Since main doesn't know about the changes made in new_branch, HEAD points to a different, earlier commit.

How all this works under the hood is the combination of years of experience and some frankly amazing engineering, which is most definitely out of the scope of this article. Maybe Another Day!

Now, Let's merge our two branches to see what happens to the file!

$git merge new_branch Updating 39e97d5..5128622 Fast-forward hello.txt | 3 +++ 1 file changed, 3 insertions(+)  WOOHOO! Just a quick check confirms that the changes from our branch, have, indeed, been updated into the main branch - $ cat hello.txt
Hello, world!

This is Anirudh, from the new branch!


Taking a look at git log confirms as much.

$git log commit 51286222c4e75db4ffe04f9284d4af19f348a56f (HEAD -> main, new_branch) Author: Anirudh Rowjee <ani.rowjee@gmail.com> Date: Wed Feb 2 00:16:12 2022 +0530 made change on branch commit 39e97d52c2c0c26a1c3a314c040c0f01f476a3bc Author: Anirudh Rowjee <ani.rowjee@gmail.com> Date: Wed Feb 2 00:11:40 2022 +0530 first commit!  As we can see, HEAD points to both our branches. If we're on the branch we want to merge into, we simply need to use this command to merge changes from the branch to the main branch. $ git merge <branch_name>


This about sums it up! You're now ready to use Git, and you know enough to debug any issues you might run into with this, or at least use google to debug better!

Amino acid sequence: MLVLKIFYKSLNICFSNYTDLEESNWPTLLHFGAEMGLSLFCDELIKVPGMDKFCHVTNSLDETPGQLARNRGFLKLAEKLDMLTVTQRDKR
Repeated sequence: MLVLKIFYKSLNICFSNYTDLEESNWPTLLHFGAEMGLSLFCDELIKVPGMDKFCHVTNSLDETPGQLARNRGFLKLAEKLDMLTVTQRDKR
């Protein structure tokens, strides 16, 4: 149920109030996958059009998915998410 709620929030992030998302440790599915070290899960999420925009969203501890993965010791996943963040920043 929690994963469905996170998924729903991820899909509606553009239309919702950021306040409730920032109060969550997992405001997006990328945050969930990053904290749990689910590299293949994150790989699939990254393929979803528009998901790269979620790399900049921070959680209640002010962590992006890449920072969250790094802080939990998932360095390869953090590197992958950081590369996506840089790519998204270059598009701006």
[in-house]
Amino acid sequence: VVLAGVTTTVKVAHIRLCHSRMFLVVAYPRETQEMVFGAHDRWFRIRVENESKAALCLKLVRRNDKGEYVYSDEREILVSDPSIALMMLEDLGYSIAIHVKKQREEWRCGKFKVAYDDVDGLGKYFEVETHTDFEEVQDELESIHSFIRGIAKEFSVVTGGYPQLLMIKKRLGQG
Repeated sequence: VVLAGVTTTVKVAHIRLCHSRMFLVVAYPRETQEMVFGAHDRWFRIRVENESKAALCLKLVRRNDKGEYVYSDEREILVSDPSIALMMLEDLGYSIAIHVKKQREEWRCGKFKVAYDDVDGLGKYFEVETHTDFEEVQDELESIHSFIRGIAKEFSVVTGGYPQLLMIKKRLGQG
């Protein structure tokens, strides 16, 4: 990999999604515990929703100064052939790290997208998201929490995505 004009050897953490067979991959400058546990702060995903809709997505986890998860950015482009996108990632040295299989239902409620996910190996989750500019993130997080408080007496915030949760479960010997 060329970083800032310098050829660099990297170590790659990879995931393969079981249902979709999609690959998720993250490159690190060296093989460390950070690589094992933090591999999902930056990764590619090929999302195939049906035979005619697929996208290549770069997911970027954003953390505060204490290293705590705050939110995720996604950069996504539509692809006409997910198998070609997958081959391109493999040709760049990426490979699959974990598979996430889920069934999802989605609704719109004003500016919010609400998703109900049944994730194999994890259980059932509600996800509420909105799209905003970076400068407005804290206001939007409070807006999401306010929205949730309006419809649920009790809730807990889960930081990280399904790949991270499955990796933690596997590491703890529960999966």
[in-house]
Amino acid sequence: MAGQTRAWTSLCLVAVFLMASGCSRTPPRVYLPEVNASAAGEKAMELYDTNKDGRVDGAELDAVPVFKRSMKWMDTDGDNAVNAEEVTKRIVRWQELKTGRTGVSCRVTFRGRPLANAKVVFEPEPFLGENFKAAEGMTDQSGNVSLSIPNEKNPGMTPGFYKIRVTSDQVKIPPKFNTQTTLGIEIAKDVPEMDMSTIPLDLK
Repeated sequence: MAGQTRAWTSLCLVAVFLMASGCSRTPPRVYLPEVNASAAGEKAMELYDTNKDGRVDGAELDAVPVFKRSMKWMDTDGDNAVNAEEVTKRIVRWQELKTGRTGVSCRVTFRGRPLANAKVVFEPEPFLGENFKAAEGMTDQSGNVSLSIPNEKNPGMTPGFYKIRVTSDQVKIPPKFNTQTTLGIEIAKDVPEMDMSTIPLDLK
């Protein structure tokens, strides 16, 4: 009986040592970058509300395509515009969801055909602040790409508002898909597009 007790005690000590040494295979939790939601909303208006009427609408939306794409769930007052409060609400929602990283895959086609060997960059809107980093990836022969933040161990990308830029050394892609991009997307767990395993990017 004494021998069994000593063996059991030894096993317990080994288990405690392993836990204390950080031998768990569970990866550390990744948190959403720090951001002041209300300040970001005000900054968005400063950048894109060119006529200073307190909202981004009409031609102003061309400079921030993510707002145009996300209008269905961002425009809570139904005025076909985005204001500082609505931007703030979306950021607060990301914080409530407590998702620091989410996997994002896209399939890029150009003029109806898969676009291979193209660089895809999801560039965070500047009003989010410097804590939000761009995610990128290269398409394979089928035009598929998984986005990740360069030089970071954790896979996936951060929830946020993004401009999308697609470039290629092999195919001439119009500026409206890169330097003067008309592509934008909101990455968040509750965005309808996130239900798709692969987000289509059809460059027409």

## The Git Cheat Sheet by Anirudh Rowjee

Feel free to take a screenshot of this, and keep it around as a handy reference :D

ActionGit CommandWhat it Does (in Git)
Make a new logbook!git initcreates an empty Git repository
Look at the rough papergit statustells you which branch you're on, which files are being tracked, and which changes have been considered
Look at the Logbookgit loglook at all the previous commits
Confirm that your rough sheet has all the changes you want to add to the logbookgit add -Aadds all the files in your repository to the staging area
Copy all these changes to the logbook, and give this recipe a name!git commit -m "<message>"Saves the current version of your repository as a commit
Make a Xerox Copy of the Logbookgit branch <branch name>creates a new branch from your current branch
Look at a different Xerox Copy of the logbookgit checkout <branch name>switches to a different branch of the repository
Make a new copy and look at the copy of the logbookgit checkout -b <branch name>creates a new branch from your current branch and switches to it
Combine both these versions to get a new version!git merge <branch name>merges both the branches into one branch

# What now?

You've made it this far, so pat yourself on the back!

If you want to learn more, the official documentation is an excellent place to start.

I hope you now have some idea of how to use Git, given that you have some understanding of what's going on apart from the output you see from the commands. I'd urge you to use Git for your personal projects (if you don't already), so you can get used to using this awesome tool!

Thank you for your time, and I hope I've been of some help!